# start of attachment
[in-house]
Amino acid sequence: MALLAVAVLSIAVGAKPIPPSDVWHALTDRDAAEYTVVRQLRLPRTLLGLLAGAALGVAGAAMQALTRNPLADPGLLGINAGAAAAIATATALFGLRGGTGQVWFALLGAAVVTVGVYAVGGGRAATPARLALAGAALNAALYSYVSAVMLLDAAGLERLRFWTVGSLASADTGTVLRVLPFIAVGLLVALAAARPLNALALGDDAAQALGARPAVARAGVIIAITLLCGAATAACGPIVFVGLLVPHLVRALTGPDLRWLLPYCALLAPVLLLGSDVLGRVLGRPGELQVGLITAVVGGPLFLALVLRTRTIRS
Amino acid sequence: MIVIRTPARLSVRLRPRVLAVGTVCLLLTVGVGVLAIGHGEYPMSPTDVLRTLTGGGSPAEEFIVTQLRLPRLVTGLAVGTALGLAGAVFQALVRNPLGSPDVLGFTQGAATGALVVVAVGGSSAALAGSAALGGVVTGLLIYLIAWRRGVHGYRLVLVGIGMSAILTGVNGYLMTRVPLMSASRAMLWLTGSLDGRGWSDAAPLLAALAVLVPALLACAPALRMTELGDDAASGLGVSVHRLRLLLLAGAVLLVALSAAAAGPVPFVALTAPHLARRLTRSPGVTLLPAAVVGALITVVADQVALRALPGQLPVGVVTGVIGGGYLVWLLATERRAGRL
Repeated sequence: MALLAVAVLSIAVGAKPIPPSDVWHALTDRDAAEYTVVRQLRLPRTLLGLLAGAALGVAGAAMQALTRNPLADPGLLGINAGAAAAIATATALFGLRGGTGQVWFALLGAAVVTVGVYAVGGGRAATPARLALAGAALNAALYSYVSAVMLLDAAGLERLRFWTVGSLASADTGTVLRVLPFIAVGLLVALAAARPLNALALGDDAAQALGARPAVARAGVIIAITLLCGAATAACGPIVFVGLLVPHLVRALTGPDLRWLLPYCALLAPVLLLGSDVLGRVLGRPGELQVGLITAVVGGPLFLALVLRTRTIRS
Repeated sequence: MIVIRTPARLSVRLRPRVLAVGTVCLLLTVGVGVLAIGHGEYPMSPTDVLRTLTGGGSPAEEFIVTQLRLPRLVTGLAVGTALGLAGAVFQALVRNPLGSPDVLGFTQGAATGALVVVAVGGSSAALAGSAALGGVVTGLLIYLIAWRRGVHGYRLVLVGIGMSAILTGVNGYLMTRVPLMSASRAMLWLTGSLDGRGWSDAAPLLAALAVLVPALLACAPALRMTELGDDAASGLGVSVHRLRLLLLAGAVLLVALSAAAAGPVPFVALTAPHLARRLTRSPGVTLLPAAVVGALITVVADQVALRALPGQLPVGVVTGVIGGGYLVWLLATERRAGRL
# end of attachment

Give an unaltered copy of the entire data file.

[in-house]
Amino acid sequence: MALLAVAVLSIAVGAKPIPPSDVWHALTDRDAAEYTVVRQLRLPRTLLGLLAGAALGVAGAAMQALTRNPLADPGLLGINAGAAAAIATATALFGLRGGTGQVWFALLGAAVVTVGVYAVGGGRAATPARLALAGAALNAALYSYVSAVMLLDAAGLERLRFWTVGSLASADTGTVLRVLPFIAVGLLVALAAARPLNALALGDDAAQALGARPAVARAGVIIAITLLCGAATAACGPIVFVGLLVPHLVRALTGPDLRWLLPYCALLAPVLLLGSDVLGRVLGRPGELQVGLITAVVGGPLFLALVLRTRTIRS
Amino acid sequence: MIVIRTPARLSVRLRPRVLAVGTVCLLLTVGVGVLAIGHGEYPMSPTDVLRTLTGGGSPAEEFIVTQLRLPRLVTGLAVGTALGLAGAVFQALVRNPLGSPDVLGFTQGAATGALVVVAVGGSSAALAGSAALGGVVTGLLIYLIAWRRGVHGYRLVLVGIGMSAILTGVNGYLMTRVPLMSASRAMLWLTGSLDGRGWSDAAPLLAALAVLVPALLACAPALRMTELGDDAASGLGVSVHRLRLLLLAGAVLLVALSAAAAGPVPFVALTAPHLARRLTRSPGVTLLPAAVVGALITVVADQVALRALPGQLPVGVVTGVIGGGYLVWLLATERRAGRL
Repeated sequence: MALLAVAVLSIAVGAKPIPPSDVWHALTDRDAAEYTVVRQLRLPRTLLGLLAGAALGVAGAAMQALTRNPLADPGLLGINAGAAAAIATATALFGLRGGTGQVWFALLGAAVVTVGVYAVGGGRAATPARLALAGAALNAALYSYVSAVMLLDAAGLERLRFWTVGSLASADTGTVLRVLPFIAVGLLVALAAARPLNALALGDDAAQALGARPAVARAGVIIAITLLCGAATAACGPIVFVGLLVPHLVRALTGPDLRWLLPYCALLAPVLLLGSDVLGRVLGRPGELQVGLITAVVGGPLFLALVLRTRTIRS
Repeated sequence: MIVIRTPARLSVRLRPRVLAVGTVCLLLTVGVGVLAIGHGEYPMSPTDVLRTLTGGGSPAEEFIVTQLRLPRLVTGLAVGTALGLAGAVFQALVRNPLGSPDVLGFTQGAATGALVVVAVGGSSAALAGSAALGGVVTGLLIYLIAWRRGVHGYRLVLVGIGMSAILTGVNGYLMTRVPLMSASRAMLWLTGSLDGRGWSDAAPLLAALAVLVPALLACAPALRMTELGDDAASGLGVSVHRLRLLLLAGAVLLVALSAAAAGPVPFVALTAPHLARRLTRSPGVTLLPAAVVGALITVVADQVALRALPGQLPVGVVTGVIGGGYLVWLLATERRAGRL